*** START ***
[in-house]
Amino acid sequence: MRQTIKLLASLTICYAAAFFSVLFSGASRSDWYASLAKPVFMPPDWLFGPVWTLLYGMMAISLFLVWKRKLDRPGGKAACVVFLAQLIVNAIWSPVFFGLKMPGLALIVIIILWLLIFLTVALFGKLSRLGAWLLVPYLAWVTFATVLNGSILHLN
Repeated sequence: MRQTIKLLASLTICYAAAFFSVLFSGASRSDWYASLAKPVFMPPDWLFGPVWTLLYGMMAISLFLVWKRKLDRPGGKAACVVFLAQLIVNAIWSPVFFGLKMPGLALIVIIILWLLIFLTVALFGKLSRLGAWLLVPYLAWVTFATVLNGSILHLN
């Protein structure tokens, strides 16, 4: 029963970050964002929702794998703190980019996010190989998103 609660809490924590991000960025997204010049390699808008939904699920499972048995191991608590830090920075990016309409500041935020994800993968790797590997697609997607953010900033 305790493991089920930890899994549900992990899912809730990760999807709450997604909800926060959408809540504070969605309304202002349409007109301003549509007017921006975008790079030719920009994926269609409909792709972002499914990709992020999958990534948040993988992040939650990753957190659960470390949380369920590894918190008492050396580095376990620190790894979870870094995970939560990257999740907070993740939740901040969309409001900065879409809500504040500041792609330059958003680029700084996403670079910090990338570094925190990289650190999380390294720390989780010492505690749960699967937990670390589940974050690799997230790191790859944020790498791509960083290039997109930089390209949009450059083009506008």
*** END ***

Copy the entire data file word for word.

[in-house]
Amino acid sequence: MRQTIKLLASLTICYAAAFFSVLFSGASRSDWYASLAKPVFMPPDWLFGPVWTLLYGMMAISLFLVWKRKLDRPGGKAACVVFLAQLIVNAIWSPVFFGLKMPGLALIVIIILWLLIFLTVALFGKLSRLGAWLLVPYLAWVTFATVLNGSILHLN
Repeated sequence: MRQTIKLLASLTICYAAAFFSVLFSGASRSDWYASLAKPVFMPPDWLFGPVWTLLYGMMAISLFLVWKRKLDRPGGKAACVVFLAQLIVNAIWSPVFFGLKMPGLALIVIIILWLLIFLTVALFGKLSRLGAWLLVPYLAWVTFATVLNGSILHLN
């Protein structure tokens, strides 16, 4: 029963970050964002929702794998703190980019996010190989998103 609660809490924590991000960025997204010049390699808008939904699920499972048995191991608590830090920075990016309409500041935020994800993968790797590997697609997607953010900033 305790493991089920930890899994549900992990899912809730990760999807709450997604909800926060959408809540504070969605309304202002349409007109301003549509007017921006975008790079030719920009994926269609409909792709972002499914990709992020999958990534948040993988992040939650990753957190659960470390949380369920590894918190008492050396580095376990620190790894979870870094995970939560990257999740907070993740939740901040969309409001900065879409809500504040500041792609330059958003680029700084996403670079910090990338570094925190990289650190999380390294720390989780010492505690749960699967937990670390589940974050690799997230790191790859944020790498791509960083290039997109930089390209949009450059083009506008």